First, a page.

I think that the block schedule is much more effective for learning and better for students’ well-being. Having two days to complete all homework has been very stress relieving and gives more time for extracurriculars,” says freshman Tait Hansen. “Also, having 85 minutes for each class ensures that all students fully understand each topic.”

From an academic standpoint, Yehia appreciates the block schedule for its room for growth.

“It has definitely encouraged me to be more creative with that time and has created opportunities for content to be engaged with in different ways throughout the block,” Yehia shares.

On the other hand, some students argue that the scheduling change has resulted in a disorganized classroom environment.

I have teachers who don’t really understand how pace should change and how the schedule should look, so it sort of becomes an issue in terms of class time management from the teachers,” says junior Margo Anderson. “This isn’t an accusation; it’s just we’re all not used to it, so it feels like at times my teachers don’t really read the room and they don’t know what to do with 85 minutes of class time.”

For other students, not attending each of their classes every day has led to a lack of repetition in specific areas that require consistency in order to succeed. 

“I think it’s good to practice certain things every day like orchestra and Spanish. Language is an ongoing process, and it’s good to interact with the language every day and speak with people. That’s something we definitely missed during the pandemic,” junior Kelsey Blickenstaff expresses.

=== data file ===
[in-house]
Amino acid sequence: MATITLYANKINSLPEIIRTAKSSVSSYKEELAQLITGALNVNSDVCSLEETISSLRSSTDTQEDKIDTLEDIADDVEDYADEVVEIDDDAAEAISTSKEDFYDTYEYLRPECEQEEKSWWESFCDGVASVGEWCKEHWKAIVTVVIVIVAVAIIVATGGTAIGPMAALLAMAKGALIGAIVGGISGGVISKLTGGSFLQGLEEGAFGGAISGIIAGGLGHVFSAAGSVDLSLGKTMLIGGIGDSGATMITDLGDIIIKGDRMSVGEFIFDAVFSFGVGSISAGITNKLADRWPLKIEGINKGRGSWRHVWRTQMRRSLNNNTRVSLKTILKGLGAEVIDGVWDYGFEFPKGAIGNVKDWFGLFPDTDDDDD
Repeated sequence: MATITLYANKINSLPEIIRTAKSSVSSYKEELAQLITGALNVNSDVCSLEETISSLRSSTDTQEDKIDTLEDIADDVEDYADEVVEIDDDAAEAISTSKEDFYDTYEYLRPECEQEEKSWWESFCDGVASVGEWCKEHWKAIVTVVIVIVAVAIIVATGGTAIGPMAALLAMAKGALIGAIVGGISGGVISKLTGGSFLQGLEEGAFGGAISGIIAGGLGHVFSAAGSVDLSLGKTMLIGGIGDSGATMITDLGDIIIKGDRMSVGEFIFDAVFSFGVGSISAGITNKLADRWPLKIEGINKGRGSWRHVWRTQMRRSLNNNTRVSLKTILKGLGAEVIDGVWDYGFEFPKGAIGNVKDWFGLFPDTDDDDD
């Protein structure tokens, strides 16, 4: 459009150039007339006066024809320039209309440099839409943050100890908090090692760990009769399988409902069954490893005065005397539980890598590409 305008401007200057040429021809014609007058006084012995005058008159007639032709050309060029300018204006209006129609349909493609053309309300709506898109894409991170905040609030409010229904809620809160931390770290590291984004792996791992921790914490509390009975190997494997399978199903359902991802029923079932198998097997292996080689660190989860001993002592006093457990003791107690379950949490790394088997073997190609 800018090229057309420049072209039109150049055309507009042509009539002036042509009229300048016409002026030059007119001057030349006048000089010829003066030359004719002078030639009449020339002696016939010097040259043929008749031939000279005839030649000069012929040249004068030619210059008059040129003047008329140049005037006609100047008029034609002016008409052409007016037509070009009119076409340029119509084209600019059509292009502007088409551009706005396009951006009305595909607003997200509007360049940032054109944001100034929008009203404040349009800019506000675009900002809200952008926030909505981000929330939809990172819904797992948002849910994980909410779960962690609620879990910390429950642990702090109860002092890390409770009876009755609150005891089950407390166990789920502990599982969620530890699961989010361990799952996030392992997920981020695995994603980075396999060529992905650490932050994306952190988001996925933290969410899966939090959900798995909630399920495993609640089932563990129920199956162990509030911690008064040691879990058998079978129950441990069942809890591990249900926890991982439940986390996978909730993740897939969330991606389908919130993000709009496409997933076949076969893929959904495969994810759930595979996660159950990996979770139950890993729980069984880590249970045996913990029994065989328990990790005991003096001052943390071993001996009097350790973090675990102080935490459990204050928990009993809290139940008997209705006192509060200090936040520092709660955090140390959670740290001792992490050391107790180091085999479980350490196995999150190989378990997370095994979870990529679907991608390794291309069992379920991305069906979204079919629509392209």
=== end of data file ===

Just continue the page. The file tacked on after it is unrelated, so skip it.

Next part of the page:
In addition to the scheduling change, passing periods between classes have doubled in length, from five minutes to ten minutes. While it may not seem like much, this slight change may just be the ideal method to successfully “rehumanize” the school.

“The ten minute passing periods make it so I’m not stressed, rushing to my next class, especially if the bell rings and I am trying to finish something up. Also, it gives me time to socialize and go to the bathroom,” freshman Olivia Glantz shares. “I am able to refocus and wake up after a long block class.”

Coming into its final year of high school, the class of 2022 is the only class that has experienced one full year of in-person learning at ETHS. Although their high school experiences were altered, seniors are keeping high spirits for their final year during the block schedule.

 “It’s nice to have days that feel so distinctly different from each other because it minimizes the monotony of school,” says Greenberg-Winnick. “Instead of having five identical days in a week, there’s two sets of them, so the week goes by more quickly. It’s also really nice for distributing homework, because students have more time to work on each assignment.”

A large percentage of the staff and student body have expressed their optimism towards a productive and memorable school year.

“Overall, the first few weeks have been really great. It has definitely been a transition, but a very positive one,” Yehia shares. “It is really nice to finally see students again and be in the building and physical work space.”